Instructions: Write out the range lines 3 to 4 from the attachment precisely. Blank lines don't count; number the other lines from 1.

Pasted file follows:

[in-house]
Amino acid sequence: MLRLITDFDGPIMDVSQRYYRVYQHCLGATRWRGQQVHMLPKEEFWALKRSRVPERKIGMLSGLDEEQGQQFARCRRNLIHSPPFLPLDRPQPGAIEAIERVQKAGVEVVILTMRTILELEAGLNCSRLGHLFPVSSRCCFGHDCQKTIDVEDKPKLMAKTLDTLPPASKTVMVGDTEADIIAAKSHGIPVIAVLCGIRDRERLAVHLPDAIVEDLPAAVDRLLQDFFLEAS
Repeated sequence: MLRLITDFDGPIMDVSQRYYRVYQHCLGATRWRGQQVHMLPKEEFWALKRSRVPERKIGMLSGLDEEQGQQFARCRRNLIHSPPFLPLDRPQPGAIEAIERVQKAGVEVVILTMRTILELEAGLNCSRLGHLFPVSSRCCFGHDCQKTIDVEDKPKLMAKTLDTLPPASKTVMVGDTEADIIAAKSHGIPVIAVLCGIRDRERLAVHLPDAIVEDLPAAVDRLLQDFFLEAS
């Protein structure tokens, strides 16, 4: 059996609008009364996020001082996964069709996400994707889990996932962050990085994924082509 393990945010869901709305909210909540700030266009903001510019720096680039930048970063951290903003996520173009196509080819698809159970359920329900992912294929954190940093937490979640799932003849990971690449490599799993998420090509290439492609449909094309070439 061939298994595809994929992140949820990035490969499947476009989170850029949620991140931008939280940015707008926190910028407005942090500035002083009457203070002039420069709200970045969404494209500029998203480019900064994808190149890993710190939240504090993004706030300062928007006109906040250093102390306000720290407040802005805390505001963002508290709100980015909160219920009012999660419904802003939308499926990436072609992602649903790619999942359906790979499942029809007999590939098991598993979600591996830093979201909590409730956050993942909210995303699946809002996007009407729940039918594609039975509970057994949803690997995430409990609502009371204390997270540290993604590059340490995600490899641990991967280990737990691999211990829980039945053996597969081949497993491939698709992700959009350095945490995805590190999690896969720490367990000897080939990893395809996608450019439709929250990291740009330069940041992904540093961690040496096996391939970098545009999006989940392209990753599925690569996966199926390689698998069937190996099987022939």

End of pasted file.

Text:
Repeated sequence: MLRLITDFDGPIMDVSQRYYRVYQHCLGATRWRGQQVHMLPKEEFWALKRSRVPERKIGMLSGLDEEQGQQFARCRRNLIHSPPFLPLDRPQPGAIEAIERVQKAGVEVVILTMRTILELEAGLNCSRLGHLFPVSSRCCFGHDCQKTIDVEDKPKLMAKTLDTLPPASKTVMVGDTEADIIAAKSHGIPVIAVLCGIRDRERLAVHLPDAIVEDLPAAVDRLLQDFFLEAS
């Protein structure tokens, strides 16, 4: 059996609008009364996020001082996964069709996400994707889990996932962050990085994924082509 393990945010869901709305909210909540700030266009903001510019720096680039930048970063951290903003996520173009196509080819698809159970359920329900992912294929954190940093937490979640799932003849990971690449490599799993998420090509290439492609449909094309070439 061939298994595809994929992140949820990035490969499947476009989170850029949620991140931008939280940015707008926190910028407005942090500035002083009457203070002039420069709200970045969404494209500029998203480019900064994808190149890993710190939240504090993004706030300062928007006109906040250093102390306000720290407040802005805390505001963002508290709100980015909160219920009012999660419904802003939308499926990436072609992602649903790619999942359906790979499942029809007999590939098991598993979600591996830093979201909590409730956050993942909210995303699946809002996007009407729940039918594609039975509970057994949803690997995430409990609502009371204390997270540290993604590059340490995600490899641990991967280990737990691999211990829980039945053996597969081949497993491939698709992700959009350095945490995805590190999690896969720490367990000897080939990893395809996608450019439709929250990291740009330069940041992904540093961690040496096996391939970098545009999006989940392209990753599925690569996966199926390689698998069937190996099987022939």